Read in: Nederlands (Dutch)
Eindhoven, the city of lights, is to the Dutch what Paris is to the world. Or perhaps not, but it should be. It is, in fact, the best-kept secret in the Netherlands.
The city in the south of the country has interesting museums, famous landmarks, an annual light festival, historic sights, numerous shopping centres and a choice of restaurants with something for every taste and budget. Moreover, over the last decade industrial neighbourhoods have been gentrified, thus creating room for hip design studios, restaurants and city dwellers.
Furthermore, Eindhoven has a thriving industry where high tech giants attract an influx of expats, mainly due to companies such as Philips, ASML and the world-class Technical University. Which is great news for foodies like me, as in the slipstream of expats, new restaurants surface every day, serving tantalising food from all over the world thus transforming the former provincial town into an international hot spot.
The one thing that unfortunately hasn’t changed much since my days as a student is the weather. The one shade of grey is still the colour favoured by the local weather gods. That is on a good day. On a typically dark day, certain parts of the city can have a distinct dystopian feel to it. A minor issue, which we shall ignore for now.
Another small issue is the size of the city. Which is, with only 229.000 inhabitants, modest by global standards, but the small-scale attributes to its charms. For one it makes it easy to explore the centre on foot. Or, when you have to go a bit further, do as the Dutch, cycle. Bicycles can be rented from the central station for only a couple of euros a day.
The current form of the city is mainly due to Philips, an international tech company. At the beginning of the last century, Eindhoven was only a village of a few hundred inhabitants. With the arrival of the factory in Eindhoven, the cityscape changed dramatically with new working-class neighbourhoods (Philipsdorp) and the construction of industrial areas like Strijp-S area. Philips also sponsored a sports club, the Philips Sport Association (PSV) and built famous landmarks such as the ‘Evoluon’ and the ‘Witte Dame’.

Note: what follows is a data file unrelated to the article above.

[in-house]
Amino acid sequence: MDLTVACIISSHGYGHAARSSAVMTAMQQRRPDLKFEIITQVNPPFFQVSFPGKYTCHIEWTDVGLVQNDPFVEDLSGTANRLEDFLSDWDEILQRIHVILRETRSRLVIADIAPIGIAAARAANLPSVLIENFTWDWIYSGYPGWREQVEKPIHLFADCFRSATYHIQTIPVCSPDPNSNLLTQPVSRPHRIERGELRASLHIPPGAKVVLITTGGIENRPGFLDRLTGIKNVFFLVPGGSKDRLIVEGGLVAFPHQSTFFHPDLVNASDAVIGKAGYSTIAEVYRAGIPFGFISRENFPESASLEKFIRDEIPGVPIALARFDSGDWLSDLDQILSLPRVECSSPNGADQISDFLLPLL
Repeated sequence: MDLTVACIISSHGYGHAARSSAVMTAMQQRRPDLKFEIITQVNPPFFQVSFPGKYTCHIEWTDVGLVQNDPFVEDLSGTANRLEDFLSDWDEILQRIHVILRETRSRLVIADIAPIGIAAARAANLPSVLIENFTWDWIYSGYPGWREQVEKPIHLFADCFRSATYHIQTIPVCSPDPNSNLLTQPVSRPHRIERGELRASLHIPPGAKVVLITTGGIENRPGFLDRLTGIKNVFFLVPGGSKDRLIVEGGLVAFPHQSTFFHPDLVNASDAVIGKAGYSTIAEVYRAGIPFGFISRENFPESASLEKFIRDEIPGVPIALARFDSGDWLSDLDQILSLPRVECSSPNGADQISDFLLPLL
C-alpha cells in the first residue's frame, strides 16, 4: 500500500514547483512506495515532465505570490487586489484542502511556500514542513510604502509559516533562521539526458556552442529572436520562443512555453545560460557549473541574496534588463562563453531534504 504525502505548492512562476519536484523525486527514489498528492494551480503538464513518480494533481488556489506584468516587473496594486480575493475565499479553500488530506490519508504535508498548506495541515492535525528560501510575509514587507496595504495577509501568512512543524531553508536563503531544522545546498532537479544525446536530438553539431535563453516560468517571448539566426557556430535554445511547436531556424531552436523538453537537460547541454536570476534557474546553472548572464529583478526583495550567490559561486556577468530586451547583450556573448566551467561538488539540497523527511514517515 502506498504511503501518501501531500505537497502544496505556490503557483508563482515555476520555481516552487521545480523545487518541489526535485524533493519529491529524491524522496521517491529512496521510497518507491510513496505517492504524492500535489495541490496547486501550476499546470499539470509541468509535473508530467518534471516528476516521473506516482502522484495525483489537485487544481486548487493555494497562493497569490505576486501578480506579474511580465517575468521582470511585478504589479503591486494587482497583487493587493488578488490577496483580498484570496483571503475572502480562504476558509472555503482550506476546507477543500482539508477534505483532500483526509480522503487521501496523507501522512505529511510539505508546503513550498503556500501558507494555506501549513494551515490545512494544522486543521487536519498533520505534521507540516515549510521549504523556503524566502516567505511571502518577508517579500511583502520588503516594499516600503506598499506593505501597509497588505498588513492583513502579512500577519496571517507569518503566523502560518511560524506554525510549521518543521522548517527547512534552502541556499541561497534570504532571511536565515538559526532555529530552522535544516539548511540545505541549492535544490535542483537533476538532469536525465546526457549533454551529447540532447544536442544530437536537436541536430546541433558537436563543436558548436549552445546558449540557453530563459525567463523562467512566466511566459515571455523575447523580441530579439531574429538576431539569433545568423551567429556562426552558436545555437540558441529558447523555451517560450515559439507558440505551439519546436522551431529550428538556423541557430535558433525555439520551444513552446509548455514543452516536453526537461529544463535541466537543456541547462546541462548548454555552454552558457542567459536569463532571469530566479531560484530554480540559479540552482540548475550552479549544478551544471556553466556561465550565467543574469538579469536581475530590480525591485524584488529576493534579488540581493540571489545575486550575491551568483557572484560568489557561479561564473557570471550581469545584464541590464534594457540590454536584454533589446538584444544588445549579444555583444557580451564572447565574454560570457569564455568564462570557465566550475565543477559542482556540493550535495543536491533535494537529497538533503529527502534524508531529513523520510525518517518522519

The Philips Museum
To get an impression of the role that Philips played in the development of Eindhoven visit the Philips Museum. This is located in the centre of Eindhoven. A standard ticket costs no less than 9 euros. A rather high price for what is actually a clever marketing tool for a company. Yet it is worth it if you want to live in the city or have an interest in the industrial history of the last century.
Address Emmasingel 31, 5611 AZ Eindhoven
Strijp-S where old meets new
Strijp-S used to be an industrial area, a former ‘forbidden city’, only accessible to the working proletariat, closed to the general public. The site was owned by Philips. Despite all those years living in this city as a student, I had never been in this area. Then, decades later, it turns out to be a hip & happening neighbourhood. Factories have been refurbished as modern lofts. The former Philips buildings in Strijp-S have been given a second lease of life. Now these buildings are home to hip new restaurants and form cultural breeding grounds for trendy businesses. This bustling part of Eindhoven now even has guided tours, organized by the local tourist office.